and wages to boost productivity and profit margins. True, the
development and growth of low wage emerging economies has
hurt US corporate pricing power and return on assets. Even so,
concentration on cost cutting in preference to wiser asset
management has left too many companies writing off too much
asset value and disgourging too much headcount when business
turns down. Finances within the market tell me that wiser business
asset management and higher and more stable dividend payout
would provide a less volatile and more satisfactory earnings and
market performance.

Cost cutting in the area of 25% plus moderate growth next year
could lead to a 15% return on equity for The Sp 500. A high
earnings plowback rate of 65% would imply sustainable growth of
nearly 10% in earnings over the long term. The global economy
will not support such ambition and continued CEO focus on labor
productivity to the exclusion of wise asset management will lead
to further squandering of resources that would best be dividended
out to shareholders.

In summary, investors are pricing in a standard economic recovery,
but are not now willing to pay a premium for aggressive asset
and resource management going forward and for good reason.

Wednesday, December 23, 2009

Stock Market Quickie

Volume has been light for a good several weeks now, and with the
year end holidays upon us, has dropped off about 50% save for
the recent options expiration. The light move up reflects year's
end window dressing by institutional and funds managers, with the
full panopoly of tricks on display (you own 100k shares of smaller
cap XYZ corp and you play in another 1k shares bid higher so you
get an extra 1/8 on your full position etc.).

I plan to do full profile fundamental and technicals on the market to
benchmark us before year's end and will post shortly.

Friday, December 18, 2009

US Dollar ($USD) -- Technical Note

The recent rally in the dollar continues on. The buck has come
up through its 10 and 25 day m/a's and both averages have turned
up to confirm the trend. MACD is positive and I like the ADX
reading which shows a positive turn and rising momentum. Chart.

However, do note that the dollar is now approaching overbought
levels on the RSI measure. I think that soon we'll see how sincere
this contra-seasonal move up in $USD is.

Financial System Liquidity

The Fed continues to make sure that narrow measures of monetary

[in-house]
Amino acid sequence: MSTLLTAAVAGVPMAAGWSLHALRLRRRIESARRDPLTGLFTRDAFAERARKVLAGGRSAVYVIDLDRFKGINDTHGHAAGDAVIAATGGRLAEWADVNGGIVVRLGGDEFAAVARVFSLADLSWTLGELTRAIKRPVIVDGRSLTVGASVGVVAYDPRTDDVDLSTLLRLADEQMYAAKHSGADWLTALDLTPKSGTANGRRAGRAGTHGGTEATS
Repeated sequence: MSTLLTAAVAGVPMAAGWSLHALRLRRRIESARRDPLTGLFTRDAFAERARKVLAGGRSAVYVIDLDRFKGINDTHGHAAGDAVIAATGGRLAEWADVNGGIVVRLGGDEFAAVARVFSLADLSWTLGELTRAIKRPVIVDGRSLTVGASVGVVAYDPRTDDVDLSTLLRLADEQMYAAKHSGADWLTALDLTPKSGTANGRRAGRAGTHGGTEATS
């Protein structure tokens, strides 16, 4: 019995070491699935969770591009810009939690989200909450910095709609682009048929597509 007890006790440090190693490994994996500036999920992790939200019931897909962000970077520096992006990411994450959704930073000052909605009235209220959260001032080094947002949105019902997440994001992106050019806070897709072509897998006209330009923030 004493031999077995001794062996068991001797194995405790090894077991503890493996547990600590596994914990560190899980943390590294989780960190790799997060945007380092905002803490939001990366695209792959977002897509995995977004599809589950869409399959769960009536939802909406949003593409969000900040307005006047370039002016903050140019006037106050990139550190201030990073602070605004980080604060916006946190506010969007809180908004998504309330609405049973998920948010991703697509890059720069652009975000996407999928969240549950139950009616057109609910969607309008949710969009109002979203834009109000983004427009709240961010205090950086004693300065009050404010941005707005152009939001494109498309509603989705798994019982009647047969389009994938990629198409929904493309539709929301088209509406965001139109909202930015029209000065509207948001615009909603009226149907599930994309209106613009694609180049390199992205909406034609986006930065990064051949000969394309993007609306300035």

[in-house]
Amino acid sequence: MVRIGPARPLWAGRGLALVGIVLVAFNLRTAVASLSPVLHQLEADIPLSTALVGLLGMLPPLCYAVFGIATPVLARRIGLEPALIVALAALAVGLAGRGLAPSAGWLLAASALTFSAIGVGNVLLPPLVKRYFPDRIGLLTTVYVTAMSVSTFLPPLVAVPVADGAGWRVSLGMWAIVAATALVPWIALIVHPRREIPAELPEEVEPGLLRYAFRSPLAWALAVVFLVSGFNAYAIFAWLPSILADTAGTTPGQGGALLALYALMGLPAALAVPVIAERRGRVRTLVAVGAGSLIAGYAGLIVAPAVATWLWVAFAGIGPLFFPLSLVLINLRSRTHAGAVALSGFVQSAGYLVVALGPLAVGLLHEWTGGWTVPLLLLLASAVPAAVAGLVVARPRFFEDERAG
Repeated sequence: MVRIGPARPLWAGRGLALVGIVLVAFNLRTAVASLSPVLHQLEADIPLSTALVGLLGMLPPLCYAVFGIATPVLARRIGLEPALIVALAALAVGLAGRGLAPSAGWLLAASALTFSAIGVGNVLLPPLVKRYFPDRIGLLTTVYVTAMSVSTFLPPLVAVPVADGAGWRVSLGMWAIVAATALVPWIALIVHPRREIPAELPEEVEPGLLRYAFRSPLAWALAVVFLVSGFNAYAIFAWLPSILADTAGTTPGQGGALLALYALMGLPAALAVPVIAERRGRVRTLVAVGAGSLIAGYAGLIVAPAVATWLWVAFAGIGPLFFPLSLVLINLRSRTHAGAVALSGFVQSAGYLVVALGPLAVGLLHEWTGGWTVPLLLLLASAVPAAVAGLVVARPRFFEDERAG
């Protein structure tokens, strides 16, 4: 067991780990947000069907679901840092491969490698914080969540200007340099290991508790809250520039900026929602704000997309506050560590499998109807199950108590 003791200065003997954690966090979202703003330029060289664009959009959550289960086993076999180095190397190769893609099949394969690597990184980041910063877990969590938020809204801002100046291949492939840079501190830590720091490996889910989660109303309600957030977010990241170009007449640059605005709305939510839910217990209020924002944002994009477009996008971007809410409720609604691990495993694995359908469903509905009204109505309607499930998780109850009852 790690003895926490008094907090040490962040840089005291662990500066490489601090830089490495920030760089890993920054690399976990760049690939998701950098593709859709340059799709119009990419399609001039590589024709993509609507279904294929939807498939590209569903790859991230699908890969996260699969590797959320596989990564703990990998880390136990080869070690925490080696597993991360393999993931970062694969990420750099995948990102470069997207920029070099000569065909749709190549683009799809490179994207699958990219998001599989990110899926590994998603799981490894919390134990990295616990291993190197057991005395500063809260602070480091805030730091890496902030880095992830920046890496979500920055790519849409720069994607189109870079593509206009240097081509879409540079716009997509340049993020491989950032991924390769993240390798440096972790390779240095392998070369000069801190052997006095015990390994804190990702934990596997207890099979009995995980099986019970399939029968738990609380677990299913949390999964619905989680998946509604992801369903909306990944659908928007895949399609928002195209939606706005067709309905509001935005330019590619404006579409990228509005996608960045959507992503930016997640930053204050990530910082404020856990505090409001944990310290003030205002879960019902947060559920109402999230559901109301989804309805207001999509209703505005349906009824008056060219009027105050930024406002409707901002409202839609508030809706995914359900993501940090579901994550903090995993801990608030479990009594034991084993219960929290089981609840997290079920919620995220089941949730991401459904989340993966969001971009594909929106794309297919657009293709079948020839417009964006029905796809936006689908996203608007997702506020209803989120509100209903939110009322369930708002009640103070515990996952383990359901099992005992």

liquidity grow. This remains essential to underwrite the early phase
of economic recovery. Since I think the Fed ought to maintain higher
levels of monetary liquidity in the system through time, I remain a
cheerleader here. The broader measure of credit-driven liquidity
(about $13.8 tril.) has yet to sustain growth from month-to-month
and is about 0.7% above year ago levels. This performance reflects
the continued roll-off of private sector credit demand and the
spectacular collapse of the shadow banking system and hence the
commercial paper market.

Flat funding for credit is not a major issue in the early stage of an
economic recovery, because businesses can fund operations via
internal cash flow. Moreover, in the current situation, mortgage
demand in the residential market is only beginning to show a little
improvement. However, as 2010 progresses, it will become
more important for the credit markets to loosen up to provide
more funding of a rising level of economic activity. This will not
be as easy a process as in most past cycles, since there are a
number of banks still posting higher loss reserves from loans
made over 2005 - 08, and this constrains both capital and

When bank credit is damaged as badly as it has been, the chief
credit officer at banks has the CEO's ear and can hold the
loan officers at bay and under control. He rules the roost. But,
as an economy expands and inquiries rise from decent credits, the
commercial side of the bank gradually regains power and $ finally
flow. Smart CEOs keep the chief credit person in play as a
consigliere once the commercial guys swing into action.

There has been a sizable amount of excess liquidity in the system
relative to the needs of the real economy. With recovery and
with no discernible growth trend in system liquidity, excess
liquidity is receding and could disappear for a spell by late
winter, 2010. That would remove a substantial support factor
for the stock market and could leave it vulnerable to a price
correction, especially if investment portfolio cash levels are low
(they are). So this is something for stock investors to watch
for early next year.

Wednesday, December 16, 2009

Monetary Policy & Short Term Rates

It was steady as she goes today from FOMC. No surprise. The